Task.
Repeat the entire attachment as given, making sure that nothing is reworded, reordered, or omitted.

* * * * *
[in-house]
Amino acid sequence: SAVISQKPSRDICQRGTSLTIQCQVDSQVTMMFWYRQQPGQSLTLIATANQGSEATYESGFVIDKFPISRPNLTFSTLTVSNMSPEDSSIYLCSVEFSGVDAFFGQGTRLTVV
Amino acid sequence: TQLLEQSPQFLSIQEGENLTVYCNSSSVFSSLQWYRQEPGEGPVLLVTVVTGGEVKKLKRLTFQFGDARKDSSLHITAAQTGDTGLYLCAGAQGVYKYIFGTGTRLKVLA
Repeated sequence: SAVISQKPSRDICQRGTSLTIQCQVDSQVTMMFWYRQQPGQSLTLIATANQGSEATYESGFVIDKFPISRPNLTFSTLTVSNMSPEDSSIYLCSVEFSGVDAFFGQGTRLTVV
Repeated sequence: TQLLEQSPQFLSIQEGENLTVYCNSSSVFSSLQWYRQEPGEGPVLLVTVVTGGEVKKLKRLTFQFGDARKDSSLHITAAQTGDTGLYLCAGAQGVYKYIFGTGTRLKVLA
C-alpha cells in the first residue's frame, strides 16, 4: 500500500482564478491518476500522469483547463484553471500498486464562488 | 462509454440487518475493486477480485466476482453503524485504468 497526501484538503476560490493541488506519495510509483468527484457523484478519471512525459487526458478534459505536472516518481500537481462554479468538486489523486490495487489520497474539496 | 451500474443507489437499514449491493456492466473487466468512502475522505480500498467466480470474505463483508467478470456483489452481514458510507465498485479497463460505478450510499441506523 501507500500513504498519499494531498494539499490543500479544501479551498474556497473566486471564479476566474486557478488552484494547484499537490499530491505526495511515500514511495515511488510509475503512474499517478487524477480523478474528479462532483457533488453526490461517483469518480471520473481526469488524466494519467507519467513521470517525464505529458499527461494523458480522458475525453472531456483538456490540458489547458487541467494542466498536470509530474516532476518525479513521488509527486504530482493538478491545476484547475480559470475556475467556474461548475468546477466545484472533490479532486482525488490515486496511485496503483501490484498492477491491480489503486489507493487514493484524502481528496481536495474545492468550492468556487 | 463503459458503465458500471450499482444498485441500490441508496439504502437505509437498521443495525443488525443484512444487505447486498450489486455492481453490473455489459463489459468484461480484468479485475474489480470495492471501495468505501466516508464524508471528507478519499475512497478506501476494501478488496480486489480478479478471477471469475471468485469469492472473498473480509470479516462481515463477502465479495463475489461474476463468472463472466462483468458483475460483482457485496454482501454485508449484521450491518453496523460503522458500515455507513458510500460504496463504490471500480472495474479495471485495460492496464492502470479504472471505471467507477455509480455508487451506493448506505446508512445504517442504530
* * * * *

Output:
[in-house]
Amino acid sequence: SAVISQKPSRDICQRGTSLTIQCQVDSQVTMMFWYRQQPGQSLTLIATANQGSEATYESGFVIDKFPISRPNLTFSTLTVSNMSPEDSSIYLCSVEFSGVDAFFGQGTRLTVV
Amino acid sequence: TQLLEQSPQFLSIQEGENLTVYCNSSSVFSSLQWYRQEPGEGPVLLVTVVTGGEVKKLKRLTFQFGDARKDSSLHITAAQTGDTGLYLCAGAQGVYKYIFGTGTRLKVLA
Repeated sequence: SAVISQKPSRDICQRGTSLTIQCQVDSQVTMMFWYRQQPGQSLTLIATANQGSEATYESGFVIDKFPISRPNLTFSTLTVSNMSPEDSSIYLCSVEFSGVDAFFGQGTRLTVV
Repeated sequence: TQLLEQSPQFLSIQEGENLTVYCNSSSVFSSLQWYRQEPGEGPVLLVTVVTGGEVKKLKRLTFQFGDARKDSSLHITAAQTGDTGLYLCAGAQGVYKYIFGTGTRLKVLA
C-alpha cells in the first residue's frame, strides 16, 4: 500500500482564478491518476500522469483547463484553471500498486464562488 | 462509454440487518475493486477480485466476482453503524485504468 497526501484538503476560490493541488506519495510509483468527484457523484478519471512525459487526458478534459505536472516518481500537481462554479468538486489523486490495487489520497474539496 | 451500474443507489437499514449491493456492466473487466468512502475522505480500498467466480470474505463483508467478470456483489452481514458510507465498485479497463460505478450510499441506523 501507500500513504498519499494531498494539499490543500479544501479551498474556497473566486471564479476566474486557478488552484494547484499537490499530491505526495511515500514511495515511488510509475503512474499517478487524477480523478474528479462532483457533488453526490461517483469518480471520473481526469488524466494519467507519467513521470517525464505529458499527461494523458480522458475525453472531456483538456490540458489547458487541467494542466498536470509530474516532476518525479513521488509527486504530482493538478491545476484547475480559470475556475467556474461548475468546477466545484472533490479532486482525488490515486496511485496503483501490484498492477491491480489503486489507493487514493484524502481528496481536495474545492468550492468556487 | 463503459458503465458500471450499482444498485441500490441508496439504502437505509437498521443495525443488525443484512444487505447486498450489486455492481453490473455489459463489459468484461480484468479485475474489480470495492471501495468505501466516508464524508471528507478519499475512497478506501476494501478488496480486489480478479478471477471469475471468485469469492472473498473480509470479516462481515463477502465479495463475489461474476463468472463472466462483468458483475460483482457485496454482501454485508449484521450491518453496523460503522458500515455507513458510500460504496463504490471500480472495474479495471485495460492496464492502470479504472471505471467507477455509480455508487451506493448506505446508512445504517442504530